Why It’s Time To Tear Up Employment Contracts

In today’s world no company can promise you job security. No company can guarantee you career development. And if they do, they’re lying. A new, more transient loyalty towards companies has created a generation of job hoppers, constantly looking for their next life changing career move. Yet despite this shift, employment contracts remain a product of 20th century careers. We’ve all either worked for, or know of, companies where employee interests are less important than those of the employer, ultimately meaning that employees have a reason not to trust management. It’s time we started over.

As companies grow in size and complexity, there is a tendency to standardise rather than individualise the treatment of employees. Larger companies tend to treat people like numbers rather than actual human beings. As we scale, our fear of creating a culture that doesn’t treat people fairly motivated us to create a management philosophy at TalentRocket, which we hope, represents a fairer employer-employee relationship, no matter how big we get.

The Problem With Employment Contracts

Employment contracts pre-suppose that the employee is a resource to be used for employer ends and because of this, employees have little, if any, rights to co-decision making. It is usually employers who determine the rate of pay, the pace of work and what benefits are offered in exchange for the employees’ physical and mental labour.

“Employment contracts are rarely made amongst equals, nor are they explicitly negotiated and agreed in the same way as buying a house or a car. In entering into a relationship with an employer, for the majority of employees, it means that they become subordinate to their employers’ power and authority because it is employers who control and direct the productive resources of the enterprise.” (Fox, 1974)

But how employers, supervisors and managers behave on a day-to-day basis is rarely determined by a legal contract. So instead a psychological contract is created between managers and employees to determine what both sides will, or will not do and how it will be done. This contract is the one that really matters, it’s what sets expectations on everything from how people communicate to how quickly they are progressed.

From Words to Writing

At TalentRocket we’re really lucky to have had some awesome early employees whilst we were getting off the ground. My friends and colleagues Will and Erin in particular created this awesome Graduate Guide to Careers in Startups as well as some great blog content. Having recently moved from London to Vancouver, Will wanted to keep involved with us so I suggested we should draw up an ‘alliance agreement’. Not a legal one, but a written verbalisation of each of our expectations. Our thinking went like this:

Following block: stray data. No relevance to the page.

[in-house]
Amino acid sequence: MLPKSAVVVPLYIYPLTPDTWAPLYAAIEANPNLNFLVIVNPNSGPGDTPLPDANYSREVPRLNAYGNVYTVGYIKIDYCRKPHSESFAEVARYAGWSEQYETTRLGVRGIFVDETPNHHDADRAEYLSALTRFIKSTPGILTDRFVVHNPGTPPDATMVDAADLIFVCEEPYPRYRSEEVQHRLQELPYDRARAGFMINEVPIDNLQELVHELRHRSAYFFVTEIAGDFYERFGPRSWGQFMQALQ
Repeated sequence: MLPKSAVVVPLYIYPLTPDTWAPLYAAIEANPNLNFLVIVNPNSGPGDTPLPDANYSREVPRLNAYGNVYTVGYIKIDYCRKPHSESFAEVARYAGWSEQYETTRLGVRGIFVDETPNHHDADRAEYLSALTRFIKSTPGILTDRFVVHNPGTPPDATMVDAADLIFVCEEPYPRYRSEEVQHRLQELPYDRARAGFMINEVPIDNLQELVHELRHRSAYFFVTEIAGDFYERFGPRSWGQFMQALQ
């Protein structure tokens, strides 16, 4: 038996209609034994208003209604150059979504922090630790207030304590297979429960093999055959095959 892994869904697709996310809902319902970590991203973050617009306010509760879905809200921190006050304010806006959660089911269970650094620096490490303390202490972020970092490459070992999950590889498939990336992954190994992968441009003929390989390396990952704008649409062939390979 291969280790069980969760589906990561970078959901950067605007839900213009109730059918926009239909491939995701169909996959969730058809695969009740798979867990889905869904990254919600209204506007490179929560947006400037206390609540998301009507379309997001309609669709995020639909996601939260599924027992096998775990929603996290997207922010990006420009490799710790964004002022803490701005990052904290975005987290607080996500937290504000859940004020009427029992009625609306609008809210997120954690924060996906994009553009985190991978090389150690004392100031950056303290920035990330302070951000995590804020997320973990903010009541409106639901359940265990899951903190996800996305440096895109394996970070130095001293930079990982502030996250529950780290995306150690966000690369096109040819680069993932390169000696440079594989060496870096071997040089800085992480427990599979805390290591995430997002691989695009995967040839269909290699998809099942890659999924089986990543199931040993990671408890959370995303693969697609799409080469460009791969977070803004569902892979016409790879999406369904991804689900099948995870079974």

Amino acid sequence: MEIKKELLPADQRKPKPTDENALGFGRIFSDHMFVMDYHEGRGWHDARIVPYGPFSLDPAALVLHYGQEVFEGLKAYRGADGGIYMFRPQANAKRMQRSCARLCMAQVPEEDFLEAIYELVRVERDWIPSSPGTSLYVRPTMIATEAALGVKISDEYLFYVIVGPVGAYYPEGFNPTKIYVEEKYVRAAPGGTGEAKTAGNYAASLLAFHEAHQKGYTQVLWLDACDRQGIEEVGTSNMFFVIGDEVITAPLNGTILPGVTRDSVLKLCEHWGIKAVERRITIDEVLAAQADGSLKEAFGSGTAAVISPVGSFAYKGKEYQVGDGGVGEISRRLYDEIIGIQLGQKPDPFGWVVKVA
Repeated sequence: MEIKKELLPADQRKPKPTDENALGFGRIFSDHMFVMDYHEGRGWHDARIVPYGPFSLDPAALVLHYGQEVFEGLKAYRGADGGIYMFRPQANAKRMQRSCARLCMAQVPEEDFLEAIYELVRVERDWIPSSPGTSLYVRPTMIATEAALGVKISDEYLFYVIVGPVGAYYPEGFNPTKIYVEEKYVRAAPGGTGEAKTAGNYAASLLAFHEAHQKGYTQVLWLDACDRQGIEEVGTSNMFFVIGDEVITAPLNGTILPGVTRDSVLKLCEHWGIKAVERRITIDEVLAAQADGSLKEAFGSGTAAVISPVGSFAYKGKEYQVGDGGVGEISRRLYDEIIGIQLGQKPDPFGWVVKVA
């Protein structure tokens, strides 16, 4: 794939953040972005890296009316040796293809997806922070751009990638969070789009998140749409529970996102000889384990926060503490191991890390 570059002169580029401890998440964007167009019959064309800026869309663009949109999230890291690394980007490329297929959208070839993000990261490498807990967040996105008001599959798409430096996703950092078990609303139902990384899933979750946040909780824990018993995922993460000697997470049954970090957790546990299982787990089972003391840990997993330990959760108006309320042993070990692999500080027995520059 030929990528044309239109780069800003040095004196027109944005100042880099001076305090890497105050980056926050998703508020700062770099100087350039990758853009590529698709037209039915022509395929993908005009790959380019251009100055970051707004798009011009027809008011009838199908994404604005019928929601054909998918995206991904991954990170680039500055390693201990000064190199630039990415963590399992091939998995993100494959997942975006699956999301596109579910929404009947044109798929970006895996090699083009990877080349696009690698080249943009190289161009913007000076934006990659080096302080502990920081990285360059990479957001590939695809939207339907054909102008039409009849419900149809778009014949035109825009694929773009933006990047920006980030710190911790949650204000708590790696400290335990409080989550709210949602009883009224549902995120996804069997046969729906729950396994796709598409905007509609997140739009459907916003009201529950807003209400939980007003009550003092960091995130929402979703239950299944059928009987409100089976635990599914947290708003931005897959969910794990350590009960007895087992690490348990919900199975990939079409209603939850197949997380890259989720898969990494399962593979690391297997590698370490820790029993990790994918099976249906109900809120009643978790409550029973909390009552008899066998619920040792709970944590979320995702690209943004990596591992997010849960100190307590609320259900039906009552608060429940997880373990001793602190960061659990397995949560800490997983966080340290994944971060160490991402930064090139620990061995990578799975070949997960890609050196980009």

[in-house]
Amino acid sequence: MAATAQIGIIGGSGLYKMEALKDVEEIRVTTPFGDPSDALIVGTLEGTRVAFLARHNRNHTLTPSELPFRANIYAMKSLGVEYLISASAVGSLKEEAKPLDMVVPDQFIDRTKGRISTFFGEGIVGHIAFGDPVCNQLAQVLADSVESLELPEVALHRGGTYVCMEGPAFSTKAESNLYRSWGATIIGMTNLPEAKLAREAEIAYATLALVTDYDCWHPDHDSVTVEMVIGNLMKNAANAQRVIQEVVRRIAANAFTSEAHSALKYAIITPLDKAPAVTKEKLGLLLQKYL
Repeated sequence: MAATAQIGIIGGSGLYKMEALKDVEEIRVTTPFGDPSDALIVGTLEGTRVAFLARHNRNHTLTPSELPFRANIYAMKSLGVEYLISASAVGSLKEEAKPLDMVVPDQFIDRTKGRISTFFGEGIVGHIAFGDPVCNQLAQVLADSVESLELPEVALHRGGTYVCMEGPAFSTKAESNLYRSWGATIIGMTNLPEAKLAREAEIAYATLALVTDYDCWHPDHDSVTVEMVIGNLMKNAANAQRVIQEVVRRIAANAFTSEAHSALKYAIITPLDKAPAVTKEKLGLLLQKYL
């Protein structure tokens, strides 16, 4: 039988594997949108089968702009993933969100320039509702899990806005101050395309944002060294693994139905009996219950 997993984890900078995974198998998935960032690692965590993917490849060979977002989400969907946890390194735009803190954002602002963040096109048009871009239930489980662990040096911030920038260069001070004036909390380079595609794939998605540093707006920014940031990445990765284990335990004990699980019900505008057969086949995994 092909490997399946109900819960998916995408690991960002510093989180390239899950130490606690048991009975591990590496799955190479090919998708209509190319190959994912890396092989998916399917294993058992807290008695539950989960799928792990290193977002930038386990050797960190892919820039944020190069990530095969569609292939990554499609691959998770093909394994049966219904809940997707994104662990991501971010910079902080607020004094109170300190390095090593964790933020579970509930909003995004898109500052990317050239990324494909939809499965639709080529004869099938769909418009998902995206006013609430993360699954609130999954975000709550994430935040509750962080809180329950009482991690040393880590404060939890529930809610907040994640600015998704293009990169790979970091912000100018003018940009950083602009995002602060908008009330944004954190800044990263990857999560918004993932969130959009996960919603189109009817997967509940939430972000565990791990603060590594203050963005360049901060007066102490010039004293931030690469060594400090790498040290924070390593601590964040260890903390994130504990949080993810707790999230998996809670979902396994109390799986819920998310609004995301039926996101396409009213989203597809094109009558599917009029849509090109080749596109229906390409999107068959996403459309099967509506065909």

We can help Will learn more about content marketing, get some experience and grow his network.

In return, Will can help us contribute to our success by creating awesome content for our audience.

We exist as a company to help people transform their careers, and in return we we’d love all the help we can get in achieving our company objectives. It’s a two-way street of course and just having this written down really helped us understand what the deal was.

Introducing The Right Of First Conversation

As part of our agreement we outlined that both parties deserve the ‘right of first conversation’ if either side felt it wasn’t going to work out.

This means that if an employee is thinking of leaving, then we request that they discuss it with us first before they start looking. On the reverse of this if we were ever thinking of changing someone’s role or restructuring, then we’d let them know first and hopefully reach an agreement as to how we can both move forward.

This type of agreement is about setting expectations. An employment contract is about dictating obligations. There is no injustice, no betrayal. If trust is broken then either party can simply move on.

Summary

Documenting these hopes, feelings and expectations before the event removes ambiguity, and with it, the perception on either side that a breach of our alliance has occurred.

We’re hoping that we can change the perception of the relationship between employers and employees. If 90% of managers were to adopt a similar approach and consciously devote the time and effort to keep their promises and commitments to employees then we think the world would be a slightly better place.

What do you think of traditional employment contracts? Do you think a separate agreement is a good idea? Do you think that in some cases they could be dangerous? I’d love to hear any thoughts at all on this topic in the comments below.